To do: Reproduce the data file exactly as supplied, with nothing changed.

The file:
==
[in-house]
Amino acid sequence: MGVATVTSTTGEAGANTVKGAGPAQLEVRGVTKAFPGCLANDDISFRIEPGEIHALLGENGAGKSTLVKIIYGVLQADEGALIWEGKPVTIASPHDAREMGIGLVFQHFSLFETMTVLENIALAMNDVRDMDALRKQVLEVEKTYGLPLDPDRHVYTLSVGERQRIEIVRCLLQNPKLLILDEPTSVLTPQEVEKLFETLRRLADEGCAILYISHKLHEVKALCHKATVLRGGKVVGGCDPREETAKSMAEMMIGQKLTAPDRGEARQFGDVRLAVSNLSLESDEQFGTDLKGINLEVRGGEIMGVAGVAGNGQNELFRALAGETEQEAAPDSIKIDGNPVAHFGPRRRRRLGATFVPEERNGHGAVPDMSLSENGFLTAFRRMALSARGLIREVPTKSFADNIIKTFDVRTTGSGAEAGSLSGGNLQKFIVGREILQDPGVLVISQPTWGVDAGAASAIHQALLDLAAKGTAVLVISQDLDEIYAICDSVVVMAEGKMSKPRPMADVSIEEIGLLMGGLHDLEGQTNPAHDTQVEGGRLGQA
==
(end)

[in-house]
Amino acid sequence: MGVATVTSTTGEAGANTVKGAGPAQLEVRGVTKAFPGCLANDDISFRIEPGEIHALLGENGAGKSTLVKIIYGVLQADEGALIWEGKPVTIASPHDAREMGIGLVFQHFSLFETMTVLENIALAMNDVRDMDALRKQVLEVEKTYGLPLDPDRHVYTLSVGERQRIEIVRCLLQNPKLLILDEPTSVLTPQEVEKLFETLRRLADEGCAILYISHKLHEVKALCHKATVLRGGKVVGGCDPREETAKSMAEMMIGQKLTAPDRGEARQFGDVRLAVSNLSLESDEQFGTDLKGINLEVRGGEIMGVAGVAGNGQNELFRALAGETEQEAAPDSIKIDGNPVAHFGPRRRRRLGATFVPEERNGHGAVPDMSLSENGFLTAFRRMALSARGLIREVPTKSFADNIIKTFDVRTTGSGAEAGSLSGGNLQKFIVGREILQDPGVLVISQPTWGVDAGAASAIHQALLDLAAKGTAVLVISQDLDEIYAICDSVVVMAEGKMSKPRPMADVSIEEIGLLMGGLHDLEGQTNPAHDTQVEGGRLGQA